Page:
Sikhi’s birth was based on revolutionary acts of defiance by the Gurus that established a new, just order. Guru Nanak initiated this trend and bucked conventional marriage practices. Tradition has it that he, “….refused to marry by ancient Hindu ceremony of Vedi …[and it] caused a furor… [instead] he wrote mool mantar on a paper, placed it on a low stool,” and performed the marriage by going around it four times with his bride, (Khokhar, 2005, pg. 5). Subsequently, Guru Amar Das initiated the anand marriage. He had composed anand sahib and solemnized marriages by reciting it along with ardas. Lastly, Guru Ram Das composed the lavan which was later added to the ceremony, (Khokhar, 2005).
History does not document early Sikh marriage practices until the Singh Sabha Movement of the early 19th century brought to light the Hindu and Brahmnical rituals that riddled the Sikh marriage ceremony during the 1800s. “In the past a Sikh marriage was celebrated according to the ordinary Hindu rite, performed by Brahmans, with the only difference being that hymns of the Fourth Guru were sung…in place of the Hindu songs. Later, a dual ceremony was adopted whereby the Hindu rites were performed first, and then the wedded couple circumbulated the Guru Granth Sahib four times, while the Sikh priests reads lavan hymns,” (Dogra, R., & Dogra, U., 2000, pg. 117). Some Sikhs practiced alternate leading during the phere around a fire. In these cases, “…the bridegroom lead four times and the bride lead three more times,” (Chatterjee, 1978, pg 294-5).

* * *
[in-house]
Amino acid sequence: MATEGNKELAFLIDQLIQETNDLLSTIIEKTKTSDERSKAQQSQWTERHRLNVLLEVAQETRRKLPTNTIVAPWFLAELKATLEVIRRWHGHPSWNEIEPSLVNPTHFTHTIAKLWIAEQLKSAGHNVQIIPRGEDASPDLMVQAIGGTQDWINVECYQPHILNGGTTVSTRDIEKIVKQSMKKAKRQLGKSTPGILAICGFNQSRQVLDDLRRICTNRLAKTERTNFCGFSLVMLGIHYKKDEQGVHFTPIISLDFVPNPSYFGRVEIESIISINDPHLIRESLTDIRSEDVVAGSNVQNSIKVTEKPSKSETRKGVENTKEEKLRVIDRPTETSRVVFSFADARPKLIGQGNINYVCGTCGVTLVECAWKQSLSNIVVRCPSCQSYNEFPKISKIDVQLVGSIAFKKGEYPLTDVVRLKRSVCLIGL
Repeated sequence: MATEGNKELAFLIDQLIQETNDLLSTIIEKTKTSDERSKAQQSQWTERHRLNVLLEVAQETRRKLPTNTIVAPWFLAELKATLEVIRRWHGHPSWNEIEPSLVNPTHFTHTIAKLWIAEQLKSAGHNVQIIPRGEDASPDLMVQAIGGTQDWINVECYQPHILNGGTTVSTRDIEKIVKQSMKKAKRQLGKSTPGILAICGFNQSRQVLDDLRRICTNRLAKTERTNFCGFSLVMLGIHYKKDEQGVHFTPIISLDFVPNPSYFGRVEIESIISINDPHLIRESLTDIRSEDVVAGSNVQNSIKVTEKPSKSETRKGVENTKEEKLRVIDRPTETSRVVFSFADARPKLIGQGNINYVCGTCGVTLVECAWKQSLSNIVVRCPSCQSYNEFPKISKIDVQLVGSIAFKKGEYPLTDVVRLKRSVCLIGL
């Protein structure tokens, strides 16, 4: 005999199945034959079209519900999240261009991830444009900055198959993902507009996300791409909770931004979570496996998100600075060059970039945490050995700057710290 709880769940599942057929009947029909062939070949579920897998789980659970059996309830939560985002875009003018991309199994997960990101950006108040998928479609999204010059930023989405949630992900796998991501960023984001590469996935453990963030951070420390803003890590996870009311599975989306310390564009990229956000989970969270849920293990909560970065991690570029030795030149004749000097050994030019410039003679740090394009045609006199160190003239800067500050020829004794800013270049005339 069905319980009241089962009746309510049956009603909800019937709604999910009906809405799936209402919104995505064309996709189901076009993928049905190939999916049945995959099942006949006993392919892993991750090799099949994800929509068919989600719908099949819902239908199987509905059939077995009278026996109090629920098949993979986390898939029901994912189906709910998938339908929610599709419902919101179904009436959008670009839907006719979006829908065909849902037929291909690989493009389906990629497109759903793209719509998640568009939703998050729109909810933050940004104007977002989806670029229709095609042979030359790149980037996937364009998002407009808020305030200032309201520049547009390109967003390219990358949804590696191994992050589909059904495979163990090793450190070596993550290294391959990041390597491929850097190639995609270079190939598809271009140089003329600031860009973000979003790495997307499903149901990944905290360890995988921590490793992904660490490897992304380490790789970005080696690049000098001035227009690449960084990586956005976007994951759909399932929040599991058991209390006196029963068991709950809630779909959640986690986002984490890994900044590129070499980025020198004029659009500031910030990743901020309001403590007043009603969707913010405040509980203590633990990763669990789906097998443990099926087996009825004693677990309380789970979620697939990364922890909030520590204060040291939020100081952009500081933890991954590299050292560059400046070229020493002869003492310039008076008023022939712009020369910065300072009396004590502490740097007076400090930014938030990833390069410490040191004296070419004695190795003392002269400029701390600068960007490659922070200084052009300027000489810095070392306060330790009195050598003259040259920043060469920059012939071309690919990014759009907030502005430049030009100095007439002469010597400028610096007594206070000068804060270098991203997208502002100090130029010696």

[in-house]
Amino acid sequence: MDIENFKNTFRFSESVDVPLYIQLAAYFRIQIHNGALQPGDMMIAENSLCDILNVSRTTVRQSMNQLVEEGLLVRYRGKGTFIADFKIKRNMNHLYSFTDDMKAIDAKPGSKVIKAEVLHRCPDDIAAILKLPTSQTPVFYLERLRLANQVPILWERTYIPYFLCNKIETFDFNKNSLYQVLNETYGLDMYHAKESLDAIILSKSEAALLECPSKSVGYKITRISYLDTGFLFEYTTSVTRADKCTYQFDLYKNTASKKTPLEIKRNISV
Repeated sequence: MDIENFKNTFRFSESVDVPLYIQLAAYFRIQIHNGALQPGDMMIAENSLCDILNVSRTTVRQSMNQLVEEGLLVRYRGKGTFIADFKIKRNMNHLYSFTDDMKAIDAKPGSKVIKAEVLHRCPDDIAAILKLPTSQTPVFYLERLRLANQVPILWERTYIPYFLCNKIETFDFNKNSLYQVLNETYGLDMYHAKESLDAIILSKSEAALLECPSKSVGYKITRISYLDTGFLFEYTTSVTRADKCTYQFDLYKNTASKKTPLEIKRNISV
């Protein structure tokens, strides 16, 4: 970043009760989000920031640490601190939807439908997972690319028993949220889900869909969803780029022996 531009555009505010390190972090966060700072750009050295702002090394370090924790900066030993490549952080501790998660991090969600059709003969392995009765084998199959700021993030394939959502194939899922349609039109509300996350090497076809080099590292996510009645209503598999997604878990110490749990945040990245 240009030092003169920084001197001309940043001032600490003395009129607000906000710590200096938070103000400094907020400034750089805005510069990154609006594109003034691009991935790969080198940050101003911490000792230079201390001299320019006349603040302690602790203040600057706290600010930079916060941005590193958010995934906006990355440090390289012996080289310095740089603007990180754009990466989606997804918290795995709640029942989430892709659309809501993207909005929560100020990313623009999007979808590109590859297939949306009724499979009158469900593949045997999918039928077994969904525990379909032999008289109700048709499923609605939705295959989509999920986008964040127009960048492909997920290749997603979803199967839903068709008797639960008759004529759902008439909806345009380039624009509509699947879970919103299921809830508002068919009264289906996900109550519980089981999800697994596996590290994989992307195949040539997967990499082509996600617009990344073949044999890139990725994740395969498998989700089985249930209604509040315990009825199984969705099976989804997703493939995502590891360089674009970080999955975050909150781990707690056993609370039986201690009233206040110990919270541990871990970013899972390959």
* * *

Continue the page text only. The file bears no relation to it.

The Singh Shabah Movement, coupled with the Nirankari and Namdhari movements, reconstructed the anand karaj ceremony to what it is today, (Singh, M., 2005.) Drawing on their understanding of the Guru’s marriage rites and modern day practices,“… the Nirankaris and the Namdhari claimed credit for introducing novel forms of marriage practices and rituals which disposed of the services of Brahmins and rejected the customary practice of dowry among Sikhs in the mid-eithteenth century. The marriage ceremony known as anand was first initiated by the Nirankaris in 1855. They introduced the practice of going around Sikh scriptures as opposed to the sacred fire of both orthodox Sikhs and Hindu marriage customs. The Namdharis included the reading of Sikh scriptures but also incorporated the sacred fire into their marriage ceremony,” (Jakobsh, 2003, pg 112). This contributed to the institutionalized of the anand karaj into the Sikh Rehat Maryada in 1945.
Chaterjee, C. (1978). Studies in the rites and rituals of hindu marriage in ancient india. Clacutta: Sanskrit Pustak Bhandar.
Dogra, R., Dogra, U. ( 2000). Hindu and Sikh wedding ceremonies. New Delhi: Star Publications Pvt Ltd.
Jakobish, D. (2003). Relocating gender in Sikh history. Oxford University Press.
Khokar, K.S. (2005.) Anand Marriage- Development and History. Global Sikh Studies. Retrieved from Global Sikh Studies.
Singh, M. (2005.) Ceremonies of the Sikh Wedding. Rupa and Co: New Delhi.
By Lakhpreet Kaur
Photo by Team JSP